A: Although Federal laws do not include sexual orientation as a protected personal characteristic, Iowa law and some city ordinances do prohibit discrimination on the bases of sexual orientation and gender identity.

Q: The apartments on the upper floors of my building have balconies. I don't think they're a safe place for children to play. Can I refuse to rent these apartments to families with young children?
A: No. It is up to the parent who will be renting the apartment to decide if it is a suitable place for their family.

Q: Can I set a dollar amount of income required of my applicants?
A: Yes, you may establish a reasonable minimum income criteria necessary for the applicant to afford the unit. This standard should be applied uniformly to all applicants. Keep in mind that the income need not come from employment. Some persons have sufficient verifiable income from other sources that would enable them to qualify.

Q: A young man came to look at an apartment, and he did not appear to be well. I'm afraid he has AIDS. Do I have to rent to him?
A: Yes. If he is otherwise qualified, you cannot refuse to rent to him because you believe he might have AIDS. A person with AIDS, or who is believed to have AIDS, is protected under the law from discrimination on the basis of physical disability. Current medical information is that AIDS is not contagious through casual contact; there is no danger to you or your other tenants by renting to someone with AIDS.

Q: A family with several children came to look at an apartment. The children were noisy and unruly, yelling and running in the hallways, and the parents made no attempts to control the children's behavior. Do I have to rent to this family?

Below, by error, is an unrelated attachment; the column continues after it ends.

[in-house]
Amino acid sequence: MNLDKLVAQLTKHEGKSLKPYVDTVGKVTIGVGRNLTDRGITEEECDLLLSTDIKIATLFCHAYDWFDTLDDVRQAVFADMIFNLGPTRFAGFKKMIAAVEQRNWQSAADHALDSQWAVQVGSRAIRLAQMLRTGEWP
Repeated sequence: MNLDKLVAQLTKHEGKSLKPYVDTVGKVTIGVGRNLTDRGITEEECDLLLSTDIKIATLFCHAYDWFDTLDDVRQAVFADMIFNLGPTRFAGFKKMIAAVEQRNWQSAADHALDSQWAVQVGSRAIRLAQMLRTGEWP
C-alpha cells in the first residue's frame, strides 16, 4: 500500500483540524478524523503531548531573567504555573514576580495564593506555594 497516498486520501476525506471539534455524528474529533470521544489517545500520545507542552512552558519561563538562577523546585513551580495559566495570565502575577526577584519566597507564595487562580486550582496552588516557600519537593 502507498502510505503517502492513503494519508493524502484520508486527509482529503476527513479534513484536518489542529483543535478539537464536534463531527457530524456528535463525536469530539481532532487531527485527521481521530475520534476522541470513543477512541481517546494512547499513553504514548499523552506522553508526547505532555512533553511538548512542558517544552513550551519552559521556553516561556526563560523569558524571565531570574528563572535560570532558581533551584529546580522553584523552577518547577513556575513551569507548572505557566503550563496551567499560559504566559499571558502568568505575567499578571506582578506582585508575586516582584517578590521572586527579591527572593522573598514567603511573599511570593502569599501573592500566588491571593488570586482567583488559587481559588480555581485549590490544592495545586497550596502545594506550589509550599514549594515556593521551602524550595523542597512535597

A: No, if you have reason to believe the family would not take care of the property or would not abide by the rules. Checking references may give you some additional information about the past and present behavior of this family. You cannot refuse to rent to a person just because they have children, but you may refuse to rent to a person that you believe will not fulfill tenancy requirements.

Q: My landlord refuses to repair the furnace in the house I rent, and I never know if I will have heat or not. Can I just stop paying rent to force him to make the repairs?
A: This does not come under the Iowa Civil Rights Act, unless the landlord is targeting you in some way because of a protected personal characteristic. This is a situation covered by the Iowa Landlord Tenant Law, which specifies a procedure to follow to require the landlord to make necessary repairs to the property.

Back to FAQs